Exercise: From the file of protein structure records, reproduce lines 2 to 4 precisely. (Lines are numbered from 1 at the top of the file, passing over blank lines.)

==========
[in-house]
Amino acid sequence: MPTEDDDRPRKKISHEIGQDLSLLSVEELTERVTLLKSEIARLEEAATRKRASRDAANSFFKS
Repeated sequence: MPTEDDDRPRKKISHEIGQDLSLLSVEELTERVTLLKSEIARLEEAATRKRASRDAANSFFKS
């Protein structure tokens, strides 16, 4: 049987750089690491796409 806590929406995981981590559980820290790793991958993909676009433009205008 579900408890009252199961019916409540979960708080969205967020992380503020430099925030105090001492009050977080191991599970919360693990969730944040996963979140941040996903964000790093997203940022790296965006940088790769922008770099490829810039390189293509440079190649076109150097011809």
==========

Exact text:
Amino acid sequence: MPTEDDDRPRKKISHEIGQDLSLLSVEELTERVTLLKSEIARLEEAATRKRASRDAANSFFKS
Repeated sequence: MPTEDDDRPRKKISHEIGQDLSLLSVEELTERVTLLKSEIARLEEAATRKRASRDAANSFFKS
């Protein structure tokens, strides 16, 4: 049987750089690491796409 806590929406995981981590559980820290790793991958993909676009433009205008 579900408890009252199961019916409540979960708080969205967020992380503020430099925030105090001492009050977080191991599970919360693990969730944040996963979140941040996903964000790093997203940022790296965006940088790769922008770099490829810039390189293509440079190649076109150097011809």